Quit tobacco clinics in Bahrain: smoking cessation rates and patient satisfaction
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Department of Family and Community Medicine, College of Medicine and Medical Sciences, Arabian Gulf University, Manama, Bahrain
Quit Tobacco Clinics, Ministry of Health, Manama, Kingdom of Bahrain
Submission date: 2016-09-24
Acceptance date: 2017-01-14
Publication date: 2017-01-21
Corresponding author
Randah Ribhi Hamadeh   

Department of Family and Community Medicine, College of Medicine and Medical Sciences, Arabian Gulf University, P.O.Box 26671, Manama, Bahrain
Tob. Induc. Dis. 2017;15(January):7
One third of Bahraini adult males and 7.0% of females use all types of tobacco. The prevalence rates of cigarette and shisha smoking are 11.0 and 6.0%, respectively. Tobacco cessation programs are essential to help smokers quit. The objectives of this study were to determine the quit rates among male attendees of quit tobacco clinics (QTC) in Bahrain and describe related factors.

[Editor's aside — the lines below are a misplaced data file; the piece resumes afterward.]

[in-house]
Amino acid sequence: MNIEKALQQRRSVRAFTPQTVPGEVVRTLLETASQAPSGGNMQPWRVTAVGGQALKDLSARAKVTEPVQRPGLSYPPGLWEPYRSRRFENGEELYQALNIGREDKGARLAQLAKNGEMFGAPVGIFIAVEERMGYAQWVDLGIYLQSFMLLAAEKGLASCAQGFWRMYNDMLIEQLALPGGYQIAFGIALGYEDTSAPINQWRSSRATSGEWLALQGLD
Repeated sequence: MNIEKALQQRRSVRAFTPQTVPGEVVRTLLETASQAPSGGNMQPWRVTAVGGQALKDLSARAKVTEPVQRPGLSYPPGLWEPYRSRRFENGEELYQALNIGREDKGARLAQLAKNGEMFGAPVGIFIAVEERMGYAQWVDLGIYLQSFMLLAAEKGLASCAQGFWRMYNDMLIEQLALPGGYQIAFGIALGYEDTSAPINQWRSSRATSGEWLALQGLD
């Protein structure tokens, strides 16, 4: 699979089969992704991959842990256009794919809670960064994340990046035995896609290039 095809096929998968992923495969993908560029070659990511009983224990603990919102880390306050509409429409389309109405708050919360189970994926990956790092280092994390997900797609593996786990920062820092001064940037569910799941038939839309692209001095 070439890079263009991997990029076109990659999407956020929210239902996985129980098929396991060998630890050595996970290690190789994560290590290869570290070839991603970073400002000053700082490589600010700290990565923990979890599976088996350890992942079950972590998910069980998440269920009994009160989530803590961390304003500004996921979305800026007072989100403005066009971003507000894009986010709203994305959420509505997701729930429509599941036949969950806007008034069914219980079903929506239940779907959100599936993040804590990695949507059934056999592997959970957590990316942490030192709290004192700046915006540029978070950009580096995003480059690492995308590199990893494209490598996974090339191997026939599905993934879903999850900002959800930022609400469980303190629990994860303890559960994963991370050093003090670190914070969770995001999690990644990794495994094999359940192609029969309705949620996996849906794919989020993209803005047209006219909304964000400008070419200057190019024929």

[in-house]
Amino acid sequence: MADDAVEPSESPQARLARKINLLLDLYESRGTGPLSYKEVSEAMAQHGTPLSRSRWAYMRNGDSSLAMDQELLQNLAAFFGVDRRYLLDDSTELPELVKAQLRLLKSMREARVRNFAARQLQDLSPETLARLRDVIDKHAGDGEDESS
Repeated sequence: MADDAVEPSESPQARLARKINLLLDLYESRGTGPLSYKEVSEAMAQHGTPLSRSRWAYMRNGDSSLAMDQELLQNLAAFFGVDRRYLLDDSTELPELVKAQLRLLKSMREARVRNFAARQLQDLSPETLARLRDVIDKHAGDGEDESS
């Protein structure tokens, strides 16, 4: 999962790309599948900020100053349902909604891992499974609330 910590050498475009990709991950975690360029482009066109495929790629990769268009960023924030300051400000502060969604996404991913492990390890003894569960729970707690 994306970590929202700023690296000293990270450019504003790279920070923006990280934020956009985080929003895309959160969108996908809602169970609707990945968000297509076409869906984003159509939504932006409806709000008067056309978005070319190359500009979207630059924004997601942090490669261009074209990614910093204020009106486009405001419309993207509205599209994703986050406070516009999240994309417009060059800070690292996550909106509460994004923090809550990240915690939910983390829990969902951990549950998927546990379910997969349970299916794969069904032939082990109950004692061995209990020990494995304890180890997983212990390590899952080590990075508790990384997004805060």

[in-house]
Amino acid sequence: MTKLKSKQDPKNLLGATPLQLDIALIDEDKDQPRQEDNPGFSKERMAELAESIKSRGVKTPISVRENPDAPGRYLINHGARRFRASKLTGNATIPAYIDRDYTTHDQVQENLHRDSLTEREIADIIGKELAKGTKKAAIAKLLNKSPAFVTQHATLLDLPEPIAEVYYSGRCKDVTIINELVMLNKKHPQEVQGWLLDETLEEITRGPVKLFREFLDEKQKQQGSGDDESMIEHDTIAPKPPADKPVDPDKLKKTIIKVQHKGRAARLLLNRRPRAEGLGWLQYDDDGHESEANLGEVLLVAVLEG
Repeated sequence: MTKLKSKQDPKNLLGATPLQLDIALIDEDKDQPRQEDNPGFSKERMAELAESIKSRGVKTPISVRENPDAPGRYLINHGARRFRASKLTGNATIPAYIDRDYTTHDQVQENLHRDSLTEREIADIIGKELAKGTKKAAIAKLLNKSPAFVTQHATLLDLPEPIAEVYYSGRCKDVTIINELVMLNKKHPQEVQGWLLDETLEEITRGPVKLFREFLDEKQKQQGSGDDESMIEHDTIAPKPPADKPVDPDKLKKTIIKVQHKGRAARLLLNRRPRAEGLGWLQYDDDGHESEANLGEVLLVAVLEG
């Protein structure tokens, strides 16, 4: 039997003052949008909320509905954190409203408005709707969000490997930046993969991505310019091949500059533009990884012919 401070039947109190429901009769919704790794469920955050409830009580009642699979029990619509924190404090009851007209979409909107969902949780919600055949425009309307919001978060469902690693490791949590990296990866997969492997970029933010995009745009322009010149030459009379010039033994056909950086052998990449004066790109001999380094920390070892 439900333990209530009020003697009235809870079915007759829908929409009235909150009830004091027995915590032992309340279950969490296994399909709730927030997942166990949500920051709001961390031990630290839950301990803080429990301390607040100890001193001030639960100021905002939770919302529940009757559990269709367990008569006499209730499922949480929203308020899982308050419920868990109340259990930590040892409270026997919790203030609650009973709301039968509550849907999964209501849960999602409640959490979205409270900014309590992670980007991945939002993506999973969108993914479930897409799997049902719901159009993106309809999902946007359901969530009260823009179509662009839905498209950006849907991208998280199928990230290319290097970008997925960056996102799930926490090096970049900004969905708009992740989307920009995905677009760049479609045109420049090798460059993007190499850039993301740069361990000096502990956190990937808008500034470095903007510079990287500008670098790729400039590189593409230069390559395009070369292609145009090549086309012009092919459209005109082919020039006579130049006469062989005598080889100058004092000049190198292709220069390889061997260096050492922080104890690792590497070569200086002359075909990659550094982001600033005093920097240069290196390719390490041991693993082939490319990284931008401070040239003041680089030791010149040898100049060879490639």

We used a cross sectional study design to interview194 male tobacco smokers who had received care from two QTC. Patients who consulted these clinics within the year preceding the study were eligible to be included. They were interviewed using a structured and pretested questionnaire containing questions on tobacco smoking behavior and quitting experience.

Overall, 56.5% had quit all forms of tobacco after attending the QTC with shisha smokers being more successful in quitting than cigarette smokers. About 93.0% received nicotine replacement treatment along with counseling sessions. More than three visits to the clinics and previous quit attempts of 21 months duration or more were statistically significantly related to successfully quitting all types of tobacco (p < 0.05). Most participants were satisfied with the clinics; however the majority wanted longer opening hours and an increase in the working days of the clinic. Physicians referred only 18.0% of the study population to QTC.

A high tobacco-quit rate among smokers seeking treatment at QTC is encouraging and indicates that the clinics contributed to tobacco cessation in Bahrain. Counselling sessions and more frequent visits to QTC helped participants to successfully quit tobacco.

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